Tight Noseband? A poorly fitted bridle can give your horse as much discomfort as a poorly fitted bit. Even today, many riders are not fully aware that bridle fit can also influence the breathing and biomechanics of your horse, potentially changing the way they move and perform.
The International College for Professional Bitfit Consultants (ICPBC) is educating horse owners and professionals about the causes of common contact issues from a whole-of-body perspective with the mission of improving horse welfare.
At the ICPBC, bridle fitting is discussed alongside bit fitting because horses are individuals and there are now many different bridle models to choose from.
In this article, ICPBC founder Natascha van Eijk provides some examples of how the bridle influences the horse’s biomechanics, focusing on the part of the bridle that is most commonly misunderstood – the noseband.
As a Horses and People reader, you are probably well aware that noseband tightness continues to be an issue. Among riders and trainers, when it comes to how loose or tight the noseband should be, it seems impossible to find anything resembling a consensus.
Many scientific studies have shown that horses are really uncomfortable when they are made to perform with an overly tight noseband, but no amount of logical reasoning and evidence is enough to keep many horse owners from tightening the noseband straps really tight.
I always try to avoid judging others so, instead of criticising, I have spent a lot of time wondering what reasons might lie behind this practice.
I believe every owner loves their horse so, why would they choose to tighten the strap so much? Why do some people think a really tight noseband is ‘not that bad’ when the science says that it is?
I have found several answers that allow me to talk about this issue from a different perspective.
But it feels good!
We all tend to believe that when something ‘feels good’ it’s got to be good or, at least, it can’t be that bad.
If tight nosebands really hurt the horse, how is it possible that the feeling in your hands is better with a tight noseband? Why is it that your horse seems to improve with it on?
This feeling is very real to horse riders. When you tighten the noseband, the mouth opening stops and the horse’s responses to your rein aids are sharper. It is no wonder that riders put aside their doubts by telling themselves it is only for one hour a day, or that if their horse was really uncomfortable, they would not perform or they would know for sure. After all, they feel so much better with the noseband tight!
Let’s look at this subject in a different way, one that might explain why riders are becoming confused.
Nosebands are a relatively new invention. Originally, they were just part of a halter that was kept on so the bit could be removed during rest times and the horse could eat.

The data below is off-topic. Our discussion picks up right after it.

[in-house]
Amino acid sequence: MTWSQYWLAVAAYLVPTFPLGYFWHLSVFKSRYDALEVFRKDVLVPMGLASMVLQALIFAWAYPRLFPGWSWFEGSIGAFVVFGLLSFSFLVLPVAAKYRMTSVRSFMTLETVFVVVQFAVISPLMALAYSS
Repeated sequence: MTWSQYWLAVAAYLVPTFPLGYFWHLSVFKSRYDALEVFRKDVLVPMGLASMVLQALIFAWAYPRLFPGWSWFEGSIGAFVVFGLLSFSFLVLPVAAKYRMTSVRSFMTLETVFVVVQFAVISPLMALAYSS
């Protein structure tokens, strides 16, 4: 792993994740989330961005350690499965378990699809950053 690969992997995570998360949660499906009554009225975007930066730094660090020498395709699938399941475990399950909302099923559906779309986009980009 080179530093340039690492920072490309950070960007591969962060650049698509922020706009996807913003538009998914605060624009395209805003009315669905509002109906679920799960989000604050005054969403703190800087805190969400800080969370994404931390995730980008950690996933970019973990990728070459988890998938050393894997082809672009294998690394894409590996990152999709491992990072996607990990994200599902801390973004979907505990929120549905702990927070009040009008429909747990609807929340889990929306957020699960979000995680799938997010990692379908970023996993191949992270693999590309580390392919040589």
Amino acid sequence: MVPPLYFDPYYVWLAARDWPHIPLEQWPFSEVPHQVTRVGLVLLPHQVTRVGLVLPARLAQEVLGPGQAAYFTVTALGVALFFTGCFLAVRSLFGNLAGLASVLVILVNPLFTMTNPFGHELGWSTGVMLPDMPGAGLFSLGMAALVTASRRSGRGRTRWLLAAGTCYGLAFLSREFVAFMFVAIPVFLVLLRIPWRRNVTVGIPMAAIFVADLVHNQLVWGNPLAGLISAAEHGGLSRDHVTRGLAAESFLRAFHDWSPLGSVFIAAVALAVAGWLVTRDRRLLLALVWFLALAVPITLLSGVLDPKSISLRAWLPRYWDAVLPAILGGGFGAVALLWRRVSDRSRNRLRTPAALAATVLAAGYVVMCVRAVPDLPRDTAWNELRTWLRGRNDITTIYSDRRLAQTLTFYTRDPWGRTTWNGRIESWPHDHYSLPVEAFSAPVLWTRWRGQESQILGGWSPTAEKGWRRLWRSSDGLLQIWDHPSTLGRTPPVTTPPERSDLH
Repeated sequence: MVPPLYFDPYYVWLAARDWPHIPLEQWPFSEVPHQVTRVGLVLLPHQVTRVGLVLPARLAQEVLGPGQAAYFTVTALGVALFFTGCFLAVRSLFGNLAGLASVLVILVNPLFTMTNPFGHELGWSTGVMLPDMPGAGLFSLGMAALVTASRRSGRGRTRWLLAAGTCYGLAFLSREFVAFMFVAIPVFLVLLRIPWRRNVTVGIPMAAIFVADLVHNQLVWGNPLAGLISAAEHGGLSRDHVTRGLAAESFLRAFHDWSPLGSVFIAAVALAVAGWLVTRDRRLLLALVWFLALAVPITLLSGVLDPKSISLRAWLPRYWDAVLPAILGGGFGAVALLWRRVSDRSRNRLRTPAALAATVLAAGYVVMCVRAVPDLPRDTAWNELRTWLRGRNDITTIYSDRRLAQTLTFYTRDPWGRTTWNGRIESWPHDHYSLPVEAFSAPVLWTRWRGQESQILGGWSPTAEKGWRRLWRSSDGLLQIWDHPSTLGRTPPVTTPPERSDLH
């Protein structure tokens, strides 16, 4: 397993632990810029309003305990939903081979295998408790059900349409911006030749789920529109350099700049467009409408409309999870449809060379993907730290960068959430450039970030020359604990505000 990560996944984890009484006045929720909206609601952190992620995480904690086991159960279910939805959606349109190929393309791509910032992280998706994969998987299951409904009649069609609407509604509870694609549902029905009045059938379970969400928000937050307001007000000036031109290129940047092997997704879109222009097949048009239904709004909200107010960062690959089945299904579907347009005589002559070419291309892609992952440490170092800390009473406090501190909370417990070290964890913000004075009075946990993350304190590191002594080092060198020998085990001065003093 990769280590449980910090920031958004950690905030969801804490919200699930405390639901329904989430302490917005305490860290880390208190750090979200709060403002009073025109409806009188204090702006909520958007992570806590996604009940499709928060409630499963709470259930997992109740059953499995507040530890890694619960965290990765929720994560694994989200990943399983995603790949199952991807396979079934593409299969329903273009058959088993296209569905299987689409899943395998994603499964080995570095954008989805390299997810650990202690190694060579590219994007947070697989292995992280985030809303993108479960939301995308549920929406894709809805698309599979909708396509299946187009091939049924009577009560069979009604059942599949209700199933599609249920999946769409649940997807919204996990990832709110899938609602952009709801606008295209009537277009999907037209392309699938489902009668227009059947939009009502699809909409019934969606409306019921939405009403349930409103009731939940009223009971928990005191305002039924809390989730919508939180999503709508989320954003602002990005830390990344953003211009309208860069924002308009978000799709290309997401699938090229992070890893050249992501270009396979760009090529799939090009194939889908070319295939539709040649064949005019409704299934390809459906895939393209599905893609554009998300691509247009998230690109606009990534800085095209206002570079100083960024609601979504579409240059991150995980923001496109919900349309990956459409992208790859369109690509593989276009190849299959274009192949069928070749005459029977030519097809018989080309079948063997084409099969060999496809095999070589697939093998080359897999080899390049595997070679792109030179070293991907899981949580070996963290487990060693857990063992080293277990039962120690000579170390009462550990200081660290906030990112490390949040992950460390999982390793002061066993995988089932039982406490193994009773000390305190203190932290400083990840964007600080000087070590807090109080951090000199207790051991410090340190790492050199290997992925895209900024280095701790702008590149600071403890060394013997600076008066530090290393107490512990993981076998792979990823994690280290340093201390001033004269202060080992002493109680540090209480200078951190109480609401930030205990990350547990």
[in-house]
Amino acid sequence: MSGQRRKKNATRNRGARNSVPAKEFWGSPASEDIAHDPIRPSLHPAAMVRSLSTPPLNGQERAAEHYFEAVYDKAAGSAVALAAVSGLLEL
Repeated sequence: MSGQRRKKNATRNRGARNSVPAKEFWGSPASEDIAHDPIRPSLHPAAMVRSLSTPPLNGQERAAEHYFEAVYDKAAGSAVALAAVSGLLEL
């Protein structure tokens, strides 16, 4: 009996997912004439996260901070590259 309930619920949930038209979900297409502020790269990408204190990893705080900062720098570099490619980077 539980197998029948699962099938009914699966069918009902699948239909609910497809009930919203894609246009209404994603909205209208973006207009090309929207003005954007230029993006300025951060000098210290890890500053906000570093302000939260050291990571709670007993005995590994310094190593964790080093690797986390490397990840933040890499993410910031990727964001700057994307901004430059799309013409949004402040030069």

But in some dressage schools, the noseband started to be adapted and used to ‘help’ the rider’s rein aids by preventing the horse from opening the mouth too wide and evading the rein aids, and thus, it made schooling easier and a bit safer.
Still, it is difficult to find a traditional horse training text that recommends tightening the noseband strap in the same way we see today. Could this be because in times gone by, horse training was a slow process that was expected to take many years, whereas today we are in more of a hurry?
Schooling a horse for any discipline is what we call dressage. The aim of good dressage training is to develop the horse’s capacity to move freely while carrying the weight of a rider – something that requires balance, flexibility and strength.
When balance, flexibility and strength are developed, and the horse understands the rein aids, they will show no contact issues – the rider will only need to use very light aids and the horse’s mouth will be quiet and soft.
Performance should, therefore, be evaluated upon these criteria and, when the rider feels like they have to tighten the noseband, the problem should be seen as a failure of our training to meet one (or all) of these criteria.
Let’s start with balance. A horse needs to be balanced to carry the rider and maintain coordination and a proper connection. Helping horses find their balance can be difficult for riders, especially when the horses are young.
It takes time for a horse to learn how to stay balanced under the weight of the rider. And it is not surprising that the first contact issues show up during the early periods of their training. In fact, very tight nosebands are common in FEI young horse competitions.
The young horse is not born knowing how to respond to the bit and bridle so, movement in the mouth (oral behaviours) is quite normal while the horse is learning the meaning of the rein aids.